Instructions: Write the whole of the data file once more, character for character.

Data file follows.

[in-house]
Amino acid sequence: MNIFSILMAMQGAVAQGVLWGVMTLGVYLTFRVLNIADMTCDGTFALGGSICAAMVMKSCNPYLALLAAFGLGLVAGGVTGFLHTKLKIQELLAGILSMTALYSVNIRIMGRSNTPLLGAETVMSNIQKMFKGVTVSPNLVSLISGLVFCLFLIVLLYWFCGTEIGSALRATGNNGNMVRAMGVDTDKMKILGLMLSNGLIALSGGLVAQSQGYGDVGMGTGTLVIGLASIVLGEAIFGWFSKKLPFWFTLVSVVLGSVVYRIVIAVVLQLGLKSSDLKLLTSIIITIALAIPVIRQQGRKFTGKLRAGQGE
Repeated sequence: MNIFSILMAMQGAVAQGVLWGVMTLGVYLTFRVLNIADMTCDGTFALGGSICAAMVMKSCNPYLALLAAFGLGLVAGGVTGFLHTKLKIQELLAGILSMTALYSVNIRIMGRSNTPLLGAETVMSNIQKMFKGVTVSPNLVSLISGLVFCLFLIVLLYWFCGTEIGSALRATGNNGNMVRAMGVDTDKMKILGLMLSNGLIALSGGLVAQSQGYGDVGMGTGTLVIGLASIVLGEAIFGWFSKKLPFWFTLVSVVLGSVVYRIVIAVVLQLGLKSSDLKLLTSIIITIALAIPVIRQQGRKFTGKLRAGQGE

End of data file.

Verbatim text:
[in-house]
Amino acid sequence: MNIFSILMAMQGAVAQGVLWGVMTLGVYLTFRVLNIADMTCDGTFALGGSICAAMVMKSCNPYLALLAAFGLGLVAGGVTGFLHTKLKIQELLAGILSMTALYSVNIRIMGRSNTPLLGAETVMSNIQKMFKGVTVSPNLVSLISGLVFCLFLIVLLYWFCGTEIGSALRATGNNGNMVRAMGVDTDKMKILGLMLSNGLIALSGGLVAQSQGYGDVGMGTGTLVIGLASIVLGEAIFGWFSKKLPFWFTLVSVVLGSVVYRIVIAVVLQLGLKSSDLKLLTSIIITIALAIPVIRQQGRKFTGKLRAGQGE
Repeated sequence: MNIFSILMAMQGAVAQGVLWGVMTLGVYLTFRVLNIADMTCDGTFALGGSICAAMVMKSCNPYLALLAAFGLGLVAGGVTGFLHTKLKIQELLAGILSMTALYSVNIRIMGRSNTPLLGAETVMSNIQKMFKGVTVSPNLVSLISGLVFCLFLIVLLYWFCGTEIGSALRATGNNGNMVRAMGVDTDKMKILGLMLSNGLIALSGGLVAQSQGYGDVGMGTGTLVIGLASIVLGEAIFGWFSKKLPFWFTLVSVVLGSVVYRIVIAVVLQLGLKSSDLKLLTSIIITIALAIPVIRQQGRKFTGKLRAGQGE